Sunday, February 14th, 2010
A little business to conduct before we get to the holiday festivities: My 12-year “artistes” contract with the Kozo Entertainment Group obligates me to remind you that voting is underway for the “Top Hong Kong Films of the 1990s”. Go here for details.
With Lunar New Year and Valentine’s Day falling on the same day, it’s the perfect time to release the Kozo Entertainment Group’s first feature film. It’s a holiday release called LOVE FOR HIRE. I got the idea for the movie after reading news articles about demographically-challenged Mainland males “renting” girlfriends to bring back home for Lunar New Year gatherings. Being a fan of LAW & ORDER for close to twenty years, ripping a story from the headlines came naturally. After running it up the flagpole to my superiors at the KEG, we got some funding from The Feinstein Company and the China Pajama-Producers Co-operative. Consider this our “red packet”/valentine to you …
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LOVE FOR HIRE:
A romantic comedy/drama about the lives and loves of people who work at an agency that provides fake girlfriends to guys who need someone on their arm for a social occasion. The movie has two main plots:
MAIN PLOT A: Normal but shy guy hires a girl to practice social situations with (asking her out, going on dates, etc.) because he’s in love with a hot girl in his office.
Due to his shyness, Jaycee has never dated a girl before so he wants to work out all the kinks of dating with Charlene before asking Chrissie out. Naturally, over the course of a few practice dates, Jaycee falls in love with Charlene but, because she’s only doing this to make a few dollars for a plane ticket to see her boyfriend who’s studying in Australia, he doesn’t want to admit his love — even though it’s clear she loves him back. He ends up going through with asking Chrissie out.
On his date with Chrissie, Jaycee realizes that he has to profess his love for Charlene so he races to the airport to stop her from getting on the plane to see her boyfriend for the Lunar New Year holiday. (Thus satisfying the romantic movie commandment of always having a scene where one of the main characters is racing somewhere to declare their love for someone.)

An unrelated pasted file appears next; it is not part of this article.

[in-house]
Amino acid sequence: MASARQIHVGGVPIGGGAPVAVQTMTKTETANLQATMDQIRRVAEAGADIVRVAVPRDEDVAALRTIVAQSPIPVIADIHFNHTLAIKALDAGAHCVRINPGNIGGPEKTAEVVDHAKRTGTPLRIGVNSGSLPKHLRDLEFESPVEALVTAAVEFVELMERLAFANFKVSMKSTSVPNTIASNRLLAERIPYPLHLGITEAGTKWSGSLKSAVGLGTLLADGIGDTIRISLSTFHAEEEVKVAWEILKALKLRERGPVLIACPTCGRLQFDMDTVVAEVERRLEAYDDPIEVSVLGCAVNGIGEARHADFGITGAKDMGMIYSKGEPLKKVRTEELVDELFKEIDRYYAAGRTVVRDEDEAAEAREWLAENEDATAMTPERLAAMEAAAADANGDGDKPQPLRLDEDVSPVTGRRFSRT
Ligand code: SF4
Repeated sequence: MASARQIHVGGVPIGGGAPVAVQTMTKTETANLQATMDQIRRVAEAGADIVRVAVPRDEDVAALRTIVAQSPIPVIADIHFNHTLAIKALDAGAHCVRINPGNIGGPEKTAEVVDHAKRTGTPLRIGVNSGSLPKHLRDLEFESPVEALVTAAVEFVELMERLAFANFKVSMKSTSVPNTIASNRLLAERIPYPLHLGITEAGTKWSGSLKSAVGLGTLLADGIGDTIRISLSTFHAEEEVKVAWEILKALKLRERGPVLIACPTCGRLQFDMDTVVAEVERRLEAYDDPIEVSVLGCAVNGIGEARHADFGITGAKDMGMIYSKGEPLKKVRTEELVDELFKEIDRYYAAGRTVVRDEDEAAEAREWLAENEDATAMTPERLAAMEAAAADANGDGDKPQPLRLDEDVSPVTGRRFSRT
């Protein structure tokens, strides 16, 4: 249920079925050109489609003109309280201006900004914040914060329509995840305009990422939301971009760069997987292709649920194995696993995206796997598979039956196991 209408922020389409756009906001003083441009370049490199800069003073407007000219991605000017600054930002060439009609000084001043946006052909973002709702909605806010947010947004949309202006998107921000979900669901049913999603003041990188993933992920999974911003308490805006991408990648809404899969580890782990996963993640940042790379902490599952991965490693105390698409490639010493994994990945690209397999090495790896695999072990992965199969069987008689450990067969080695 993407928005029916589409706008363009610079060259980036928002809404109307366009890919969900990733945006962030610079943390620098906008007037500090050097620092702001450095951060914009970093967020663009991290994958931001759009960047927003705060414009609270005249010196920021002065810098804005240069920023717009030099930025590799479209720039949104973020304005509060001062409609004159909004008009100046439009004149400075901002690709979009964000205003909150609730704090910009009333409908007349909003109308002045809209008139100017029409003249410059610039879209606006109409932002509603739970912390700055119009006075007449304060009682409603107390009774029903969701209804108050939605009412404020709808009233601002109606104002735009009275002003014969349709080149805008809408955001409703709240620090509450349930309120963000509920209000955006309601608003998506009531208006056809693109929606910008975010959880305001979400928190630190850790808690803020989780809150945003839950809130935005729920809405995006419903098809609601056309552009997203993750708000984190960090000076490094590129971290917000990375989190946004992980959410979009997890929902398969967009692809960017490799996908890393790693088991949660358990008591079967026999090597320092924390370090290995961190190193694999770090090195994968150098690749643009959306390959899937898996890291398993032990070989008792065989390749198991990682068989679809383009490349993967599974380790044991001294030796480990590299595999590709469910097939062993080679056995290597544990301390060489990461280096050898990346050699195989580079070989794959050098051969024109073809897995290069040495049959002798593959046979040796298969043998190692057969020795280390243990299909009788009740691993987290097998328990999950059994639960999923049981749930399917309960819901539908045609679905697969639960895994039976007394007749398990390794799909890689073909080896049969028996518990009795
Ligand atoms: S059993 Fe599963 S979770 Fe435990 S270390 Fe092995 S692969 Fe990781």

MAIN PLOT B: Widower needs to hire a fake girlfriend because his parents are flying in from Canada to visit him and his cute kid for the Lunar New Year holiday.
As Andy’s wife has been dead for four years, his parents have been on his back to get a new woman in his life and the life of their grandchild. He wants to get them off of his back so he goes to the agency to hire a woman for a Lunar New Year “performance”. He has a specific type of woman in mind so he asks to meet directly with the agency owner to pick out the right girl to play the part.
Andy and the agency owner end up meeting several times because they can’t agree on the right girl for the job. During these meetings, Andy begins to admire Michelle for her work ethic and professionalism while Michelle begins to admire Andy for his dedication to his kid, his parents and, most touchingly, his late wife (ie. I’m still in love with her, I’m not ready to find another woman).
Since Michelle knows exactly what Andy is looking for, she decides to take the job herself and, during their “show” for Andy’s parents, Andy and Michelle end up falling in love.
Besides the two main plots, the film also has three mini-plots that fill out the movie:
MINI-PLOT A: The Assistants
Stephy has been working with Ronald because Ronald’s boss (Jim Chim) is an obnoxious jerk of a tycoon who has been hiring arm candy to get photographed with in the tabloids. As the tycoon has been doing this for months, Stephy and Ronald have been talking to each other over the phone for a while. Through casual bits of conversation between making arrangements for the tycoon, Ronald starts to wonder what it’d be like to date Stephy while Stephy begins to imagine what it would be like to have Ronald as a boyfriend. Obviously, there’s mutual interest but, since they just have a professional phone relationship, neither has acted on it. One day, they happen to be in the same Starbucks and when they hear each other order, they realize who the other is and it’s the beginning of a beautiful relationship.